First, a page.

But I’m not a heavy phone user. I usually have my laptop around for anything fancy.

                                    1. 11

                                      I do still agree with Thomas Ptacek: DNSSEC is not necessarily.

                                      https://sockpuppet.org/blog/2015/01/15/against-dnssec/

                                      1. 2

                                        From that article:

                                        Had DNSSEC been deployed 5 years ago, Muammar Gaddafi would have controlled BIT.LY’s TLS keys.

                                        1. 1

                                          Is that true, though?

                                          He would have been in a position to take over the public key, if he were willing to do so visibly. The DNS isn’t like a CA — a CA can issue n certificates for the same domain, but the DNS makes it difficult to give me one set of answers and you quite another, particularly if either of us is suspicious, as a monitoring service might be.

                                          Bit.ly controlled its own private key. Gaddafi’s possibility was to take over control of the domain and publish other RRs, in full view of everyone. A concealed or targeted attack… I don’t think so.

                                          1. 1

                                            Read the article, the quote comes from the part about DANE that extends DNSSEC, which is about putting public keys for TLS in TLSA resource records.

                                            Certificate Transparency has pretty much solved this for the CA system, where it is directly visible if unauthorized certificates are being used.

                                            1. 1

                                              I read it when it was new… I suppose things have changed a bit. The trened towards JSON-over-HTTPS has been very strong and gone very far, so securing only application protocols like HTTP isn’t as much of a problem as it was.

                                              DNSSEC and DANE provide assurance that a given IP address is what I asked for. But if IP addresses aren’t relevant, assurances about them aren’t either…

                                        2. 1

                                          So what do you think about DNS-over-HTTPS, which AIUI is also motivated by much the same thing, but only secures the path from the endpoint to the caching DNS server?

                                          I once saw advertising for some $%⚠雷𝀲☠⏣☡☢☣☧⍾♏♣⚑⚒⏁ game on my own website while holding a presentation. The venue’s WLAN “enhanced” my site. Both DNS-over-HTTPS and DNSSEC would have prevented that attack, at least if I had used google’s or cloudflare’s resolvers instead of the presentation venue’s.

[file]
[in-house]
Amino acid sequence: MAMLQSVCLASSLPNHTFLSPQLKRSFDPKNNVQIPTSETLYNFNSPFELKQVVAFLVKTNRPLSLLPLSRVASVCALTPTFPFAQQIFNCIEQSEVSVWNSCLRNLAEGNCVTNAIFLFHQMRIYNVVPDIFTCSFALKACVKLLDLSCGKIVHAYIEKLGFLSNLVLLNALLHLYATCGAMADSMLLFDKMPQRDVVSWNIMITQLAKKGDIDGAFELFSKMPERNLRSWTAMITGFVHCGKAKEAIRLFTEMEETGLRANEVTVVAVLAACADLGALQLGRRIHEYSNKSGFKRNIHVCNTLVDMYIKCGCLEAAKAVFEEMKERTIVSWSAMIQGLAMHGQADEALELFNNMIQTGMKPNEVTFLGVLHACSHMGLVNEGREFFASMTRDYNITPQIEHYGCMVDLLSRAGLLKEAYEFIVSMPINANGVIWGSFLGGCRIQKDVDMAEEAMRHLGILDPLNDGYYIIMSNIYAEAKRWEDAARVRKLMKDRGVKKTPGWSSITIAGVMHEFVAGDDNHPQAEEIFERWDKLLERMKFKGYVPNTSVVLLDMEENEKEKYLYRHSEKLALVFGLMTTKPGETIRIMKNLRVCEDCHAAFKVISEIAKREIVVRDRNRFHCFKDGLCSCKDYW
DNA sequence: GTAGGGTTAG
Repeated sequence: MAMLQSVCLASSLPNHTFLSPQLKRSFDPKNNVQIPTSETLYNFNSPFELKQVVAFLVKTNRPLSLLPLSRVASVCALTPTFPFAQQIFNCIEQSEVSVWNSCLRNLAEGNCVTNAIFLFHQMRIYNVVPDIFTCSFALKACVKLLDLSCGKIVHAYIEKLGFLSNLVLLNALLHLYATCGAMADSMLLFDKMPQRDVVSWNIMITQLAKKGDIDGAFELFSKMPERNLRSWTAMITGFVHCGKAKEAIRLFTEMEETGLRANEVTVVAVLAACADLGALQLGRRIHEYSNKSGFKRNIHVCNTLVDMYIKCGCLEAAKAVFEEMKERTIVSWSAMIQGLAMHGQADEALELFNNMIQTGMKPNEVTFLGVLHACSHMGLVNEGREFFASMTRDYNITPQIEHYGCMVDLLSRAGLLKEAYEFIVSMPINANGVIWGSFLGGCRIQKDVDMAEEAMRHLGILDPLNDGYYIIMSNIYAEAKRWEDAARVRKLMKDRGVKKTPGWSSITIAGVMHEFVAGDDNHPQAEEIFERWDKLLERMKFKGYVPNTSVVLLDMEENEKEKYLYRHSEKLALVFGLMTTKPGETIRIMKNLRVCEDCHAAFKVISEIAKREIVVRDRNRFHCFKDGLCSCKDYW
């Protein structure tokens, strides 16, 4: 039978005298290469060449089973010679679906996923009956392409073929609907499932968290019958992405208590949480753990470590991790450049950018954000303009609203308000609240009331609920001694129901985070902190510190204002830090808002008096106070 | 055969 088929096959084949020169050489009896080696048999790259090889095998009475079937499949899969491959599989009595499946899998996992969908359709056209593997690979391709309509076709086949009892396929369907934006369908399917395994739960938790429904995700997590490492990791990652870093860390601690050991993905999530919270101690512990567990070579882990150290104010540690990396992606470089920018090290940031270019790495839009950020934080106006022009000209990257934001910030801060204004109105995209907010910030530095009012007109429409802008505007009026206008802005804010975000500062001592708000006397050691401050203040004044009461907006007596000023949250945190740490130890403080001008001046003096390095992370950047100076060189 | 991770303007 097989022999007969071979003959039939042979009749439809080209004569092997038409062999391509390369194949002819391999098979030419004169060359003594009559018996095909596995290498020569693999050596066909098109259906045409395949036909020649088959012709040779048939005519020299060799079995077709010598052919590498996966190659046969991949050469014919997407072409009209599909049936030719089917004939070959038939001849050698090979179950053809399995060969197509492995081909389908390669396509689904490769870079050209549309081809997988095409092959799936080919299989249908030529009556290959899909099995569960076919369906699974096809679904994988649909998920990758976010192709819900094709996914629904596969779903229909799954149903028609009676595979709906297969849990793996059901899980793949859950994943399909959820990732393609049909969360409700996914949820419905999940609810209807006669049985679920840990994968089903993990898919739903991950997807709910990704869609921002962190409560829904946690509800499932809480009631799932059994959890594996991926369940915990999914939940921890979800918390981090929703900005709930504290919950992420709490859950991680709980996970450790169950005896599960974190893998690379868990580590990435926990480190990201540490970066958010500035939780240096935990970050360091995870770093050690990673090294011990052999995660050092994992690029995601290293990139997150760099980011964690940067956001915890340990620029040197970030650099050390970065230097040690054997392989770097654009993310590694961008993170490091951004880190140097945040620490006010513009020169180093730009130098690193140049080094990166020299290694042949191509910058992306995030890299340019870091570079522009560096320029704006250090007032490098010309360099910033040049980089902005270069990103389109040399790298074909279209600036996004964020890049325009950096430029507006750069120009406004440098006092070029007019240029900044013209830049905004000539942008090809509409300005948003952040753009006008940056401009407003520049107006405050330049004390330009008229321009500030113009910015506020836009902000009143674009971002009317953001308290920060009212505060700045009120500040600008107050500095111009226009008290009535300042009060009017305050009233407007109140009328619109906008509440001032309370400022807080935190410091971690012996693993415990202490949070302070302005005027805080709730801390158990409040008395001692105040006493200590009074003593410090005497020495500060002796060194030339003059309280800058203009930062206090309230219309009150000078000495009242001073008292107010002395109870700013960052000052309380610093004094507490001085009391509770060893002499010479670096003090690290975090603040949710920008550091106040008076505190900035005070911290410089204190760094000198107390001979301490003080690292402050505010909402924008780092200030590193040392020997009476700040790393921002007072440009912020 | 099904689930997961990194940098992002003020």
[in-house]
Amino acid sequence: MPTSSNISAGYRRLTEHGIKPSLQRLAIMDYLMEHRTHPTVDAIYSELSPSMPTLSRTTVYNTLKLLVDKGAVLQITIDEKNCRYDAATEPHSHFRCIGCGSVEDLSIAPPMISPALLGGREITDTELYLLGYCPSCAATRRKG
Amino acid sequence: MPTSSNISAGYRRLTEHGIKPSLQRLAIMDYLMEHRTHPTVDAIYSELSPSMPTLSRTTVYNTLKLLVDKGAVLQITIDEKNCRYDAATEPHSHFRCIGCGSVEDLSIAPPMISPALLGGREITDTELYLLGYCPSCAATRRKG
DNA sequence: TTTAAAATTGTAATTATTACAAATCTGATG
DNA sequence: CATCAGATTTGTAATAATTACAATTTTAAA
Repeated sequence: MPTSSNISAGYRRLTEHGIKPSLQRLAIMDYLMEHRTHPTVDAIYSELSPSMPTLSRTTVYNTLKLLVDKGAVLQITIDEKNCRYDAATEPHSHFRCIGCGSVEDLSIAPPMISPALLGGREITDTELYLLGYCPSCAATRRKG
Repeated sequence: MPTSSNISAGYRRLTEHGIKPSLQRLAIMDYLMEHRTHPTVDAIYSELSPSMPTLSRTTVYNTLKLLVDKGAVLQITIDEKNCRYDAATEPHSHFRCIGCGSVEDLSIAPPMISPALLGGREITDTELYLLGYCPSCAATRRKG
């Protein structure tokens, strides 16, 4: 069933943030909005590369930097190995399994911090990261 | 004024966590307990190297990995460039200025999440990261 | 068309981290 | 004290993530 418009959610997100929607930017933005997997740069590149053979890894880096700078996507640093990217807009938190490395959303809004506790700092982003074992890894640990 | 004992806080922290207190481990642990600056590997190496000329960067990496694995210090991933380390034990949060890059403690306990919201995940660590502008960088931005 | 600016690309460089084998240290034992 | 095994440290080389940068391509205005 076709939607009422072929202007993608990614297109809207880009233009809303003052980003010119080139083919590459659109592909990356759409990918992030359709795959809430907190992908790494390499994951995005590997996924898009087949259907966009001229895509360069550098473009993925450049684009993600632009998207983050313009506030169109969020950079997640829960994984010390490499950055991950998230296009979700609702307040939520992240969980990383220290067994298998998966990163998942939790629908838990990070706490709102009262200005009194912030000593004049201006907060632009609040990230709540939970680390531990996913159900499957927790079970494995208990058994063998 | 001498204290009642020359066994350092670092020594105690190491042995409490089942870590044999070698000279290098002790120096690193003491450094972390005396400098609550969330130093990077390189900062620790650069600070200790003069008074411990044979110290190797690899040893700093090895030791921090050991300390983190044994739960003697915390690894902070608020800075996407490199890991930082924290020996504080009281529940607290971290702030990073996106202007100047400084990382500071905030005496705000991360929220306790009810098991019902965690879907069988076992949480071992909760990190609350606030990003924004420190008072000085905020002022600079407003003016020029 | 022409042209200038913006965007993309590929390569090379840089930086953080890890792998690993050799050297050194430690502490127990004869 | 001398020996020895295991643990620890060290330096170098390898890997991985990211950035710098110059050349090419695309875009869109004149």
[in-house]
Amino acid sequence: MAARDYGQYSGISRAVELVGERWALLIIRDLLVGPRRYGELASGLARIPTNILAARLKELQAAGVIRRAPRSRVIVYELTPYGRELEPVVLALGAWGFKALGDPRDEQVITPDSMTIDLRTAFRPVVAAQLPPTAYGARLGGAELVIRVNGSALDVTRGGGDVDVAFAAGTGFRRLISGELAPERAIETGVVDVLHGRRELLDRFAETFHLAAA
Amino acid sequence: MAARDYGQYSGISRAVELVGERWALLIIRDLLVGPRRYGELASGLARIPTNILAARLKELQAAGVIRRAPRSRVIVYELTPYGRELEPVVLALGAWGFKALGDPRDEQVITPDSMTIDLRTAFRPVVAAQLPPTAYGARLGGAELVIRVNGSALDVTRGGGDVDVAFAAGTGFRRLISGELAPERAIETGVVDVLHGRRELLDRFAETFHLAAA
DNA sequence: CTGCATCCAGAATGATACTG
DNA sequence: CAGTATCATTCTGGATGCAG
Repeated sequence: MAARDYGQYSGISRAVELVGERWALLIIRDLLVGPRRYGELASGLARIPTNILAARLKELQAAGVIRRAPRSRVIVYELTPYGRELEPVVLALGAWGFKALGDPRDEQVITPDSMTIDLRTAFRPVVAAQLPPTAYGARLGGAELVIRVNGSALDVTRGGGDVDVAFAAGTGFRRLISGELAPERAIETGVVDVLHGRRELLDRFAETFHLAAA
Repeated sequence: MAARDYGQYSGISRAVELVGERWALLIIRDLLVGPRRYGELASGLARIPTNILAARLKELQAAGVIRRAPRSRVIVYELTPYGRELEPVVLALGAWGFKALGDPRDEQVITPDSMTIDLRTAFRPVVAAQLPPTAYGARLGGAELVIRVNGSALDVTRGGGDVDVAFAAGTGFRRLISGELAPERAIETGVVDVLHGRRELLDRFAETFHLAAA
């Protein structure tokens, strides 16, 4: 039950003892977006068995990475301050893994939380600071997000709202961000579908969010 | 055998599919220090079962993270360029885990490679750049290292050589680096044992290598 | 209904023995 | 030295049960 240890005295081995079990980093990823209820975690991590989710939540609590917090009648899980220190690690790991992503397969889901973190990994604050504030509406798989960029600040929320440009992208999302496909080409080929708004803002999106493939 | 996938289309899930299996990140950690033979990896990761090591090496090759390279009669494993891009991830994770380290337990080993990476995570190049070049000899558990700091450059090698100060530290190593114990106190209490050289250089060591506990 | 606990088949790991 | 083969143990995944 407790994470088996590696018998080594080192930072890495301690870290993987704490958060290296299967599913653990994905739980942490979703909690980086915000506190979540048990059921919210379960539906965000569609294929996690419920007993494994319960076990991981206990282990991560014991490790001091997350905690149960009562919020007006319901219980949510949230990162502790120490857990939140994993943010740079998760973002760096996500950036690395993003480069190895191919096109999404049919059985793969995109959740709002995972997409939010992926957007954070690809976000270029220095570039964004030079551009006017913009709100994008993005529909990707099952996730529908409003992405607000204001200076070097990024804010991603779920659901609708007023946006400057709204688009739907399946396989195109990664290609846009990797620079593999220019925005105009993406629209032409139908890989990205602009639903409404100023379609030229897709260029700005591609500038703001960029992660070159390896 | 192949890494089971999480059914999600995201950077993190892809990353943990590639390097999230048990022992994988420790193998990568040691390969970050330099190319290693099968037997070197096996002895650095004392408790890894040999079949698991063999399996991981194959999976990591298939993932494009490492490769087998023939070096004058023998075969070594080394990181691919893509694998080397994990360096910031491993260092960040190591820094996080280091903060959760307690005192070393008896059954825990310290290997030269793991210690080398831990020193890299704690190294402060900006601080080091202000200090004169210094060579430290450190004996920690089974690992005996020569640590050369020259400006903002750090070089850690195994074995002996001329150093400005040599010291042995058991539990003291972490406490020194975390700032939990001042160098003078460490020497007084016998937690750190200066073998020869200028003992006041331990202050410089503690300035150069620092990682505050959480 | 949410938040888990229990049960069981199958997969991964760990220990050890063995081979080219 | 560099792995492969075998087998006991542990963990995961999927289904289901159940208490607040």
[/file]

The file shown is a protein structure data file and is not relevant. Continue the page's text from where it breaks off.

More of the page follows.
1. 1

                                            I do like that, although I would prefer that all authoritative DNS servers would implement TLS, so that my own recursor could do secure look-ups instead of only having a few centralized DoH resolvers.

                                            1. 1

                                              Oh, in that case you’d still have much the same bottleneck: You’d need to do DoH/DoT to the root/tld name servers, of which there aren’t many.

                                              1. 1

                                                Correct. But I’d like to see that development, which would be far better than DNSSEC.

                                          2. 1

                                            I feel like many arguments in this article are misleading and/or omit important details.

                                            DNSSEC is Cryptographically Weak

                                            Except.. it’s not. You can use ECDSA keys just fine for signing. Sure, you can use insecure keys. Just like you can use insecure keys or methods in TLS or pretty much anywhere else. We’ve come to distrust insecure configurations in TLS and we will probably have to move in that direction in DNSSEC. But first we should at least halfway get there.

                                            DNSSEC is Expensive To Adopt

                                            That seems to depend a lot on your point of view. A client trusting a validating recursor only needs to check a single flag in the DNS response to know if a record was signed correctly. Insecure results are therefore clearly visible and incorrectly signed results won’t be returned by the resolver. For clients, very little seems to need changing, but this is also the place where the least adaption has happened up until now.

                                            DNSSEC is Expensive To Deploy

                                            Two or three lines of configuration in knot-dns w/ automatic zone signing. No extra configuration on any of my nsd secondary servers. Not sure if I’d call that expensive to deploy. For a small zone, getting basic signing going is easier than configuring a Letsencrypt acme client. The biggest pain point is finding a registrar that allows you to set DS records for your zone.